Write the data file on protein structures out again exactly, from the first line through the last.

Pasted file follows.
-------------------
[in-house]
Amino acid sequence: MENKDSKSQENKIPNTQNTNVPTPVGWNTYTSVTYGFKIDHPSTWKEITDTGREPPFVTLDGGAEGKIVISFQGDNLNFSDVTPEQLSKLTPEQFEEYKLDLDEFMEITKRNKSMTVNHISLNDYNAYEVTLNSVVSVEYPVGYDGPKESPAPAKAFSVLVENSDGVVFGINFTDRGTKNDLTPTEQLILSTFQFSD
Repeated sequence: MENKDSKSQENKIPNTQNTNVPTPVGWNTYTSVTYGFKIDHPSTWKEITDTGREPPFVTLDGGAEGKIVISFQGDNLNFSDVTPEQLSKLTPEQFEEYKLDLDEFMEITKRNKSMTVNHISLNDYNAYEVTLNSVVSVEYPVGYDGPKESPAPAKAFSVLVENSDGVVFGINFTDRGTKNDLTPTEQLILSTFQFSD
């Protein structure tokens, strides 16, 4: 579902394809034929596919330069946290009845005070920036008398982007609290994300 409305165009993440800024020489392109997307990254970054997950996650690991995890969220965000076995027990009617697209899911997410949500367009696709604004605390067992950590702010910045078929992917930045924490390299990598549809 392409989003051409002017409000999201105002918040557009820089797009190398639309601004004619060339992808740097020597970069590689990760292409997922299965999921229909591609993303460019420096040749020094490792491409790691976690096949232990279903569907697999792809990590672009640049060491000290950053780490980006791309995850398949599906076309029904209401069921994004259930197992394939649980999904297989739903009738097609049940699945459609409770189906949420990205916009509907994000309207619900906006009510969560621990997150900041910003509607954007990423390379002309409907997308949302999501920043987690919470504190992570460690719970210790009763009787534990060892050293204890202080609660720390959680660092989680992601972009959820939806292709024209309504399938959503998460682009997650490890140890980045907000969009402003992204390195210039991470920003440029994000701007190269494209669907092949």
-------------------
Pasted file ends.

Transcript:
[in-house]
Amino acid sequence: MENKDSKSQENKIPNTQNTNVPTPVGWNTYTSVTYGFKIDHPSTWKEITDTGREPPFVTLDGGAEGKIVISFQGDNLNFSDVTPEQLSKLTPEQFEEYKLDLDEFMEITKRNKSMTVNHISLNDYNAYEVTLNSVVSVEYPVGYDGPKESPAPAKAFSVLVENSDGVVFGINFTDRGTKNDLTPTEQLILSTFQFSD
Repeated sequence: MENKDSKSQENKIPNTQNTNVPTPVGWNTYTSVTYGFKIDHPSTWKEITDTGREPPFVTLDGGAEGKIVISFQGDNLNFSDVTPEQLSKLTPEQFEEYKLDLDEFMEITKRNKSMTVNHISLNDYNAYEVTLNSVVSVEYPVGYDGPKESPAPAKAFSVLVENSDGVVFGINFTDRGTKNDLTPTEQLILSTFQFSD
């Protein structure tokens, strides 16, 4: 579902394809034929596919330069946290009845005070920036008398982007609290994300 409305165009993440800024020489392109997307990254970054997950996650690991995890969220965000076995027990009617697209899911997410949500367009696709604004605390067992950590702010910045078929992917930045924490390299990598549809 392409989003051409002017409000999201105002918040557009820089797009190398639309601004004619060339992808740097020597970069590689990760292409997922299965999921229909591609993303460019420096040749020094490792491409790691976690096949232990279903569907697999792809990590672009640049060491000290950053780490980006791309995850398949599906076309029904209401069921994004259930197992394939649980999904297989739903009738097609049940699945459609409770189906949420990205916009509907994000309207619900906006009510969560621990997150900041910003509607954007990423390379002309409907997308949302999501920043987690919470504190992570460690719970210790009763009787534990060892050293204890202080609660720390959680660092989680992601972009959820939806292709024209309504399938959503998460682009997650490890140890980045907000969009402003992204390195210039991470920003440029994000701007190269494209669907092949």